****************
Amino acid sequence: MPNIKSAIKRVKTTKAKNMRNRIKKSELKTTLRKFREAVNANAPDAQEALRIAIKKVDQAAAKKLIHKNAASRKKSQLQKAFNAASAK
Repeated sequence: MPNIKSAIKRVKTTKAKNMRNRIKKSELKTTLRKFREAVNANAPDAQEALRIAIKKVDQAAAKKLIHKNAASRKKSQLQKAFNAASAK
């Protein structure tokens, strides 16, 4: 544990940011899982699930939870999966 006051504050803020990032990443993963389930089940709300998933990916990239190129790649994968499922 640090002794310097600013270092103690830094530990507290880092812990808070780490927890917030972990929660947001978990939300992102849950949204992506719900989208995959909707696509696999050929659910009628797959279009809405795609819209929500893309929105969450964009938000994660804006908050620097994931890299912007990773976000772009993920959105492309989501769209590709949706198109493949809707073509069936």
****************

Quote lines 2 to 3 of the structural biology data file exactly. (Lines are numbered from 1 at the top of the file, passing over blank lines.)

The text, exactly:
Repeated sequence: MPNIKSAIKRVKTTKAKNMRNRIKKSELKTTLRKFREAVNANAPDAQEALRIAIKKVDQAAAKKLIHKNAASRKKSQLQKAFNAASAK
């Protein structure tokens, strides 16, 4: 544990940011899982699930939870999966 006051504050803020990032990443993963389930089940709300998933990916990239190129790649994968499922 640090002794310097600013270092103690830094530990507290880092812990808070780490927890917030972990929660947001978990939300992102849950949204992506719900989208995959909707696509696999050929659910009628797959279009809405795609819209929500893309929105969450964009938000994660804006908050620097994931890299912007990773976000772009993920959105492309989501769209590709949706198109493949809707073509069936």